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DHL, Amazon and FedEx are most phished delivery services

DHL has emerged as the most imitated delivery brand in Europe, accounting for 77% of the total volume of phishing emails received in November 2020

With many retailers closed amid the second wave of the Covid-19 pandemic, delivery-related phishing scams more than quadrupled in volume across Europe during November 2020 amid record-breaking levels of pre-holiday online shopping. DHL accounted for 77% of the total volume of shipping fraud, followed by Amazon (37%) and FedEx (7%), according to Check Point.

In a new alert issued on 1 December, Check Point warned shoppers of a likely continued surge in phishing campaigns in which cyber criminals impersonate trusted delivery services to commit financial fraud.

Delivery scams will generally be designed to trick their recipients into disclosing their personal details by pretending to involve some kind of delivery issue or to offer shipment tracking, both playing on widespread fears around missed or lost deliveries.

Check Point also warned that malicious actors are targeting both ends of the online purchasing experience – having previously documented an 80% increase in phishing campaigns targeting online shoppers with bogus special offers. The Israel-based security firm reckons that one in every 826 emails delivered worldwide is currently a phishing attempt.

Omer Dembinsky, manager of data intelligence at Check Point, said: “Hackers are going after the entire online shopping experience, before and after people have made purchases. First, hackers will send ‘special offers’ to people’s inboxes from their favourite brands.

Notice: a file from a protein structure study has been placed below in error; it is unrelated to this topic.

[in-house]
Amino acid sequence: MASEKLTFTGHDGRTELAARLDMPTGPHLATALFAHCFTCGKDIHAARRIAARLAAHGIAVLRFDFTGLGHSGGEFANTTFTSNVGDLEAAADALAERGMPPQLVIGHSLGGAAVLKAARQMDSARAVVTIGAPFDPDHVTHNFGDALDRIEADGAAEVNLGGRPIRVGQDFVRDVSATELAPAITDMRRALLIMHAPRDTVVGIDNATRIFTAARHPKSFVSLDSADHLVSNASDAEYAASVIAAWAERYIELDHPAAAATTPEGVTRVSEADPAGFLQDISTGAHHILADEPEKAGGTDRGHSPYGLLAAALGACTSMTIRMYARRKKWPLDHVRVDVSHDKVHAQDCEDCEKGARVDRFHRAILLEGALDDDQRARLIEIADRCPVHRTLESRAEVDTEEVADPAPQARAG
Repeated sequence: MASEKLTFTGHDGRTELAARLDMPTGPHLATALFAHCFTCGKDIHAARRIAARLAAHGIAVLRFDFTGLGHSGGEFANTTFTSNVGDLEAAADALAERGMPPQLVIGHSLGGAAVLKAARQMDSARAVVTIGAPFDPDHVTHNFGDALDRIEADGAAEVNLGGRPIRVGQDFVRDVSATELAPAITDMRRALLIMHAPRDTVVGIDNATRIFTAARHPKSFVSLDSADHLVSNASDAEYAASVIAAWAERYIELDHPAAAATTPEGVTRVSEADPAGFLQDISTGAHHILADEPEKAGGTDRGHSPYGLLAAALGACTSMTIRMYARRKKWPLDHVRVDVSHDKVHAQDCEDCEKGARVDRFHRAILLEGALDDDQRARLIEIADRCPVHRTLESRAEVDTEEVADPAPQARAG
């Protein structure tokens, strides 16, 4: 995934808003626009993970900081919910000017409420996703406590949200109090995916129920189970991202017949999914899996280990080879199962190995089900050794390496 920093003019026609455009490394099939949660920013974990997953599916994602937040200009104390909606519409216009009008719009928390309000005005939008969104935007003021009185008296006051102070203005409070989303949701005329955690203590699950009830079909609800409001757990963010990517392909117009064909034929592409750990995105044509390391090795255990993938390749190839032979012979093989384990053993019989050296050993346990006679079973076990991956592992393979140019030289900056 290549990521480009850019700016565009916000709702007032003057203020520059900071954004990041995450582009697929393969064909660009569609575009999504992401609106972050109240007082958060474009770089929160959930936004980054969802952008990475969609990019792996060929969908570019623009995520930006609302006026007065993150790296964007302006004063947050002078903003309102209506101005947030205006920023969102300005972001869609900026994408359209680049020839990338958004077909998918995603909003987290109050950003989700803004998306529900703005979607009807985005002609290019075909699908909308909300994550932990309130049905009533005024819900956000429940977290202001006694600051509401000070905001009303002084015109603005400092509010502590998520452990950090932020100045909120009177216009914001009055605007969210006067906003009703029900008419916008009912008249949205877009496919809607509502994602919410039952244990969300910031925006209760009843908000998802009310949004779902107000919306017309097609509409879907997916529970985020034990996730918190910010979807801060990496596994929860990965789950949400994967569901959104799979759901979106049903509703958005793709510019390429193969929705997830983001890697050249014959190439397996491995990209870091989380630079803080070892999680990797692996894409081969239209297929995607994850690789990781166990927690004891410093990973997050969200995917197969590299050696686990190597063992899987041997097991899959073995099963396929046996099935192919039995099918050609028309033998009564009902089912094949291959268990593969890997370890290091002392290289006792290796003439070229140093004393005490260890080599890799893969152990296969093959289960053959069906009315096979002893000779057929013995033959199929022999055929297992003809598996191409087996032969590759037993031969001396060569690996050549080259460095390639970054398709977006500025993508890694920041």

“Then, hackers will send an email about the delivery of purchases, even if you have bought from a trusted source. Now that Black Friday and Cyber Monday are over, we are turning towards the other side of the equation, which is deliveries.’

Dembinsky added: “Think twice as you open up any post-purchase emails this holiday season. The email could be from a hacker. Take a closer look at any email that alleges it is from Amazon, DHL or FedEx. Watch for misspellings. Beware of lookalike domains. It’s clear to us that hackers are targeting online shoppers at every step of the online shopping experience, where the danger is very real before and after you make a purchase.”

Globally, Check Point said it had recorded similar rises in phishing scams in both North America and Asia Pacific (APAC). It logged a 427% increase in phishing attempts in the US in November compared to October, with the leading impersonated brand in that geography being Amazon, which accounted for 65% of attempts. The increase in APAC was a less pronounced but still significant increase of 185%, with DHL accumulating 65% of the total number of scam emails.

The guidance on protecting yourself against a phishing scam remains largely unchanged. Users should: protect their passwords and never share or reuse credentials; be suspicious of any unsolicited password reset email; verify any URLs from an authentic website, never clicking on links in emails but running a search and visiting from there; check for lookalike domains that include spelling errors, different top-level domains (.uk, .com, and so on) or email addresses that do not match the purported sender – Amazon will never contact you from a Gmail address, for example; and note emotive language in an email designed to create a sense of urgency or uncertainty to lure you into clicking.

Read more about phishing

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  • The NCSC has racked up a million suspicious email reports from the public just two months after launching a reporting service, but the lucky sender won’t be receiving a grand prize.
  • Phishing is the most common type of social engineering attack. Here is a list of the most common phishing attacks, how they wreak havoc on a business and how to protect against them.

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